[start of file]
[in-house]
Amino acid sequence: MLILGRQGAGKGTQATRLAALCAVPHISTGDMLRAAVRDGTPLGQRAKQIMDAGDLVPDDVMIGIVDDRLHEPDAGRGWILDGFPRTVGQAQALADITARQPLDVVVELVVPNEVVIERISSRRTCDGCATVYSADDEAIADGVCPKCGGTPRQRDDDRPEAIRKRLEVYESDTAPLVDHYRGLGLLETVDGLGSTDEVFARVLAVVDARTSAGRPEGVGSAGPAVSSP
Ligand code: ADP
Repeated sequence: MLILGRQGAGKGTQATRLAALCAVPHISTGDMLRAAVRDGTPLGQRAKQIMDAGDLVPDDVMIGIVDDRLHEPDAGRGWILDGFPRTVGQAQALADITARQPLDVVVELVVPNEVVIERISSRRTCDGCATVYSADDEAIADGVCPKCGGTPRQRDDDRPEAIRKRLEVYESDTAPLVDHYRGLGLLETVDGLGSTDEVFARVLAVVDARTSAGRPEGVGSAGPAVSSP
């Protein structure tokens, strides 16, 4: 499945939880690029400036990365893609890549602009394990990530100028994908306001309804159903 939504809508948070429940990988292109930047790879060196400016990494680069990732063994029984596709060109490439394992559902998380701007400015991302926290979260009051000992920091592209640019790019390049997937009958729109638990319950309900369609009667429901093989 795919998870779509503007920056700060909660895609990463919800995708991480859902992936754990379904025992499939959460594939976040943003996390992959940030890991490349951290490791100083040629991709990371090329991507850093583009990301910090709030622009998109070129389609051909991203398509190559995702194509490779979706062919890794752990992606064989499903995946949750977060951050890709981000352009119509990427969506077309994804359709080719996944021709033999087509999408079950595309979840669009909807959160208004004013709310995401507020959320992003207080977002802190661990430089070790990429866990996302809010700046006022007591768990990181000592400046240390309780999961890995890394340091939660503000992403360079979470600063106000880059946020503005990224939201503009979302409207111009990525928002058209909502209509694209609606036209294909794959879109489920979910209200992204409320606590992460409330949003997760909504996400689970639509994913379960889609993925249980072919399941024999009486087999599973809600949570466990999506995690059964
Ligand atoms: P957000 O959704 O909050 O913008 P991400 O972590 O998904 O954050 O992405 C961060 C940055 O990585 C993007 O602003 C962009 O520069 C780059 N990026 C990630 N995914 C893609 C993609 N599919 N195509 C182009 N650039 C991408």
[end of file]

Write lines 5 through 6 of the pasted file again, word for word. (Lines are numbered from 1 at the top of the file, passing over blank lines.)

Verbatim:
């Protein structure tokens, strides 16, 4: 499945939880690029400036990365893609890549602009394990990530100028994908306001309804159903 939504809508948070429940990988292109930047790879060196400016990494680069990732063994029984596709060109490439394992559902998380701007400015991302926290979260009051000992920091592209640019790019390049997937009958729109638990319950309900369609009667429901093989 795919998870779509503007920056700060909660895609990463919800995708991480859902992936754990379904025992499939959460594939976040943003996390992959940030890991490349951290490791100083040629991709990371090329991507850093583009990301910090709030622009998109070129389609051909991203398509190559995702194509490779979706062919890794752990992606064989499903995946949750977060951050890709981000352009119509990427969506077309994804359709080719996944021709033999087509999408079950595309979840669009909807959160208004004013709310995401507020959320992003207080977002802190661990430089070790990429866990996302809010700046006022007591768990990181000592400046240390309780999961890995890394340091939660503000992403360079979470600063106000880059946020503005990224939201503009979302409207111009990525928002058209909502209509694209609606036209294909794959879109489920979910209200992204409320606590992460409330949003997760909504996400689970639509994913379960889609993925249980072919399941024999009486087999599973809600949570466990999506995690059964
Ligand atoms: P957000 O959704 O909050 O913008 P991400 O972590 O998904 O954050 O992405 C961060 C940055 O990585 C993007 O602003 C962009 O520069 C780059 N990026 C990630 N995914 C893609 C993609 N599919 N195509 C182009 N650039 C991408």